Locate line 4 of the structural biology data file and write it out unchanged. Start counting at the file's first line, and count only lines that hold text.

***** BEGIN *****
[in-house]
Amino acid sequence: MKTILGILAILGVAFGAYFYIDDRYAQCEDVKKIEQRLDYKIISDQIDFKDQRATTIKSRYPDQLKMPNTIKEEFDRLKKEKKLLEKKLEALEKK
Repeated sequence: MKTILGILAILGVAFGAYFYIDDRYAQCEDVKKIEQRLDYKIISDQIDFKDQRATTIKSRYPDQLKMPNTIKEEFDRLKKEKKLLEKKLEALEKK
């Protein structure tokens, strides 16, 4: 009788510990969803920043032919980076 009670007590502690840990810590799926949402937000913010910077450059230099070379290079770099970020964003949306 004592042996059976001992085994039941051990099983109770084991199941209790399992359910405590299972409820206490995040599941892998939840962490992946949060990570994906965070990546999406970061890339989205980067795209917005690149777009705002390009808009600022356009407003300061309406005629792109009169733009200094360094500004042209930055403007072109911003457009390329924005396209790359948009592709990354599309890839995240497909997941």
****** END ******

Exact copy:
């Protein structure tokens, strides 16, 4: 009788510990969803920043032919980076 009670007590502690840990810590799926949402937000913010910077450059230099070379290079770099970020964003949306 004592042996059976001992085994039941051990099983109770084991199941209790399992359910405590299972409820206490995040599941892998939840962490992946949060990570994906965070990546999406970061890339989205980067795209917005690149777009705002390009808009600022356009407003300061309406005629792109009169733009200094360094500004042209930055403007072109911003457009390329924005396209790359948009592709990354599309890839995240497909997941």